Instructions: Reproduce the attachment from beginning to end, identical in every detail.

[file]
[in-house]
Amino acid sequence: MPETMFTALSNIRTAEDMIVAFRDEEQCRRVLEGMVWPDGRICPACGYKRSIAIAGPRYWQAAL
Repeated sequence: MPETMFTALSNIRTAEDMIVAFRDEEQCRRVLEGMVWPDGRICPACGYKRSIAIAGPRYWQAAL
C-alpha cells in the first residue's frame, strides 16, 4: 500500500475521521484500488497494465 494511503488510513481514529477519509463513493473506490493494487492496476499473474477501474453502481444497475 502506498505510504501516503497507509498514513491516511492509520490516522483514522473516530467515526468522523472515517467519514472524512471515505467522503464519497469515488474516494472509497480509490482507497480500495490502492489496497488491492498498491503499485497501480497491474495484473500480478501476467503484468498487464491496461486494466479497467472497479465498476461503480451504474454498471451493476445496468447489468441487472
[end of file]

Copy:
[in-house]
Amino acid sequence: MPETMFTALSNIRTAEDMIVAFRDEEQCRRVLEGMVWPDGRICPACGYKRSIAIAGPRYWQAAL
Repeated sequence: MPETMFTALSNIRTAEDMIVAFRDEEQCRRVLEGMVWPDGRICPACGYKRSIAIAGPRYWQAAL
C-alpha cells in the first residue's frame, strides 16, 4: 500500500475521521484500488497494465 494511503488510513481514529477519509463513493473506490493494487492496476499473474477501474453502481444497475 502506498505510504501516503497507509498514513491516511492509520490516522483514522473516530467515526468522523472515517467519514472524512471515505467522503464519497469515488474516494472509497480509490482507497480500495490502492489496497488491492498498491503499485497501480497491474495484473500480478501476467503484468498487464491496461486494466479497467472497479465498476461503480451504474454498471451493476445496468447489468441487472